The following article outlines the construction of a dimensional lumber and plywood aquarium stand. I have used this design in two separate aquarium stand builds.
DIY Aquarium Stand
The first was for a 55 gallon aquarium and the second was for a 120 gallon aquarium. This design could be easily modified to aquarium tanks from 30 to 180 gallons in size.
In order to adjust the design for the aquarium size, you would simply have to adjust the length and width of the wooden pieces. The photos that show the progress of the aquarium stand build are from my 120 gallon aquarium, unless otherwise specified.
This article assumes that you possess basic carpentry skills and that you know how to measure, use power tools and glue. Basic safety precautions must be practiced. If you not know proper safety precautions for working with power tools, you will need to consult a woodworking or carpentry book, or perhaps take carpentry classes. This project should take about 2-6 hours to complete depending on skill level and materials used. It will likely take a few days to complete with drying time.
- Circular or table saw – To cut lumber and plywood to measured proportions. The preferred method is the table saw, but either will work
- Jig saw – To make complex cuts in plywood. A hand coping saw or rotary saw can be used instead.
- Drill or screw gun – For drilling pilot holes or installing screws.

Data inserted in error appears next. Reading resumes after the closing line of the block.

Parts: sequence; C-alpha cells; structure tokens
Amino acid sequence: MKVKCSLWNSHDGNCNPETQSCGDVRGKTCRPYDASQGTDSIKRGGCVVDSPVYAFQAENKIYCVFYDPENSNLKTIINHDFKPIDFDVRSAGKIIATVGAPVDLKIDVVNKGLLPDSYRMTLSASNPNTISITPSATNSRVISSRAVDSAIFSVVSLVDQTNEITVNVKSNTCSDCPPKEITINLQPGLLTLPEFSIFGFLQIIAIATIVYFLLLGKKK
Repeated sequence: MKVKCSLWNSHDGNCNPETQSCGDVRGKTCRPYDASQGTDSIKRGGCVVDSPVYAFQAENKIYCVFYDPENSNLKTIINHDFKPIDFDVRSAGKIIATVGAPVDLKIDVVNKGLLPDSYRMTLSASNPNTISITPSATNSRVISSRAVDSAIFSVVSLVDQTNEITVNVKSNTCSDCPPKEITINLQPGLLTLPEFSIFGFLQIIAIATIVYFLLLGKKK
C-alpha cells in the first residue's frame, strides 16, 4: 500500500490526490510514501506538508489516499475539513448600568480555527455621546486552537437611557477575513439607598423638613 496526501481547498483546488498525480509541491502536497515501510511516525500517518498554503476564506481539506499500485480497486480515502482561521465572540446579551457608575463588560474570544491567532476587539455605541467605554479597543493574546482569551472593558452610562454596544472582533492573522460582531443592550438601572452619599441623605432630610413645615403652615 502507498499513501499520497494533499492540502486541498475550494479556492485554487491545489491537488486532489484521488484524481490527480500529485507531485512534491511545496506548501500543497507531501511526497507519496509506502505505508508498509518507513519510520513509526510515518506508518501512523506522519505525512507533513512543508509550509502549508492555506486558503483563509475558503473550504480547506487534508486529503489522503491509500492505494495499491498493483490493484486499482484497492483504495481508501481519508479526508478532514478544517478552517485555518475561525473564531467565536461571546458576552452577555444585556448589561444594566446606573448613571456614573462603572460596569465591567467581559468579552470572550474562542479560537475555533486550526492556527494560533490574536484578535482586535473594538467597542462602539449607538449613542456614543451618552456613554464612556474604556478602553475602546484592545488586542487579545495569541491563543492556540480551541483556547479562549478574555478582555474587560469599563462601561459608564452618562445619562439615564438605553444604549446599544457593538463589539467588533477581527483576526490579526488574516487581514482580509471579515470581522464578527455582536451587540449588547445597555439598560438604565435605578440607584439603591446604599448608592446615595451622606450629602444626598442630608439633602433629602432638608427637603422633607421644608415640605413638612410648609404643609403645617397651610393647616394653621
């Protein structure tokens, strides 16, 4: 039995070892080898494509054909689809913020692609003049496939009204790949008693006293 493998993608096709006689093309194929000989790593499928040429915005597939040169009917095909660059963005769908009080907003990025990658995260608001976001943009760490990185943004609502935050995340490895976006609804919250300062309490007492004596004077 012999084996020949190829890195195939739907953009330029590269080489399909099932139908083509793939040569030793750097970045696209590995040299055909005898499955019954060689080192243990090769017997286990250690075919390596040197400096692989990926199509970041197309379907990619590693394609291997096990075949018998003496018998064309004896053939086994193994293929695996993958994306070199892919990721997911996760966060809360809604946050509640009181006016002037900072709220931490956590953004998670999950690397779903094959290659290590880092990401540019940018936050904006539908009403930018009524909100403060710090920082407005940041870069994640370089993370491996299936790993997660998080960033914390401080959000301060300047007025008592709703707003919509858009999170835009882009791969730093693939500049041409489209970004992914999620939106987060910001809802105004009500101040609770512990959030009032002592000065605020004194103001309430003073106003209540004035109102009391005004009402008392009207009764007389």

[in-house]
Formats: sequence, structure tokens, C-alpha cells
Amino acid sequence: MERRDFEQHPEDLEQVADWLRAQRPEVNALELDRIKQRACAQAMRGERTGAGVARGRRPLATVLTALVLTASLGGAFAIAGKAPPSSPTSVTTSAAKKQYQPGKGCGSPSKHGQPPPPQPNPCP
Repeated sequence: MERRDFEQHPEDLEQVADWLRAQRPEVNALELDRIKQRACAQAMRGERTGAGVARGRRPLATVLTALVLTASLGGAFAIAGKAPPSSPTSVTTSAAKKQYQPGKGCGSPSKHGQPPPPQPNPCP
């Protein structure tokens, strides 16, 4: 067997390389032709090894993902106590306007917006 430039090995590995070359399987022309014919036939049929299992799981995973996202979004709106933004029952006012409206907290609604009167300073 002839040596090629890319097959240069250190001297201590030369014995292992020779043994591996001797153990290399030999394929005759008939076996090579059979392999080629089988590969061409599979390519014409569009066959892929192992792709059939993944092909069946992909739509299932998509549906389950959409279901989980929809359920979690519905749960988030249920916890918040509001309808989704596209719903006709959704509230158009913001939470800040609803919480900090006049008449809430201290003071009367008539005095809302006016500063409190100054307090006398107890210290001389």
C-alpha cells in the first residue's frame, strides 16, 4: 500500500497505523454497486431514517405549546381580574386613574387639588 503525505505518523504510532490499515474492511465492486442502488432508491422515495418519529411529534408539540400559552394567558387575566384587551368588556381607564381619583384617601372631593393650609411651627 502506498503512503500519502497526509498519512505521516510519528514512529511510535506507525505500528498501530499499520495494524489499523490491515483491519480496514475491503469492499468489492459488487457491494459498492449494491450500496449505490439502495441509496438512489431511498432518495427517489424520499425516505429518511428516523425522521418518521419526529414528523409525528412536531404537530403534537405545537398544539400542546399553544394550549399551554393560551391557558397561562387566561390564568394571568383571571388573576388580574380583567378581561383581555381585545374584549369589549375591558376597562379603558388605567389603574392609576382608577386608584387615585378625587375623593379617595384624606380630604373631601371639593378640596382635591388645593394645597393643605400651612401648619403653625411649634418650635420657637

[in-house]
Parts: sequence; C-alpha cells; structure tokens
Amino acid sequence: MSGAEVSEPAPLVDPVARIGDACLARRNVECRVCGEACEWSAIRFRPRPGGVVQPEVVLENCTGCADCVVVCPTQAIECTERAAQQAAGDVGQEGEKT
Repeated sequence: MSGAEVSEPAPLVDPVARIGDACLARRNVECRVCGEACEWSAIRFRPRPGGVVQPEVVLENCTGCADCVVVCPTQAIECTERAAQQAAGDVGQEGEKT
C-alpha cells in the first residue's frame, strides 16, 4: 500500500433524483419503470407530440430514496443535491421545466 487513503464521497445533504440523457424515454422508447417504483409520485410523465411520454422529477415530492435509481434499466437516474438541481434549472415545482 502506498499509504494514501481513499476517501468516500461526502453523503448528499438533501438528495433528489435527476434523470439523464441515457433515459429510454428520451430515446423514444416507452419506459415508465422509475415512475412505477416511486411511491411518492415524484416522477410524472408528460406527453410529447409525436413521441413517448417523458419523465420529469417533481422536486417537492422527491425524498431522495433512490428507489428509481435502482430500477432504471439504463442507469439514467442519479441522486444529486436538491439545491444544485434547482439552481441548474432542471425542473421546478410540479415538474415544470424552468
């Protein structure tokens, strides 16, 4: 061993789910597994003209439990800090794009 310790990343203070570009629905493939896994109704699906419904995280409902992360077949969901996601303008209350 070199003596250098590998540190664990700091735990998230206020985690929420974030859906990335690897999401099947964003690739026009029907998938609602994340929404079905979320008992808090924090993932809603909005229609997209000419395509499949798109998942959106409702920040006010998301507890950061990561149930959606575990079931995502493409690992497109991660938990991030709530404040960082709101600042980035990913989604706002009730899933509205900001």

- Claw hammer – For driving or removing nails
- Tape measure – For measuring cuts. Remember to use the same tape measure throughout the project to ensure accurate measurements.
- Writing utensil – For marking lines or holes.
- Carpenter’s square – The square will help ensure that the project comes out.. square.
- Clamps – A pair of long bar clamps is needed to hold the larger pieces together during assembly. A pair of 90� clamps are helpful during assembly to ensure the corners are square.
- Rasp or file – To clean up the rough edges left from sawing.
- Sand Paper – Use this to prepare the final stand for the finish.
- Paint Brushes – Use paint brushes or old rags to apply the finish to the aquarium stand.
1. Several 2x4s – Try to avoid standard construction 2x4s. Instead look for the better quality #1 or #2 2x4s. These tend to be straighter with less knots. Before purchasing the 2x4s, calculate how many you will need for the size of the aquarium stand you are building. Dimensional 2×4 lumber is usually sold in 4 to 16 foot lengths. Make sure to get pieces that are long enough to build the stand.
2. Plywood or other sheeting – The sheeting used for this project will have the most effect on final appearance of the aquarium stand. You can use a variety of sheeting materials such as plywood, wainscoating or paneling. For the 120 gallon aquarium stand that I built, I chose to use 1/4″ oak plywood.
Cost can be a major consideration with the sheeting. Do some shopping around but remember that this is also the most visible portion of the aquarium stand. Remember that while thicker materials are typically sturdier, they are also heavier and will add a bit to the overall length and width of the aquarium stand.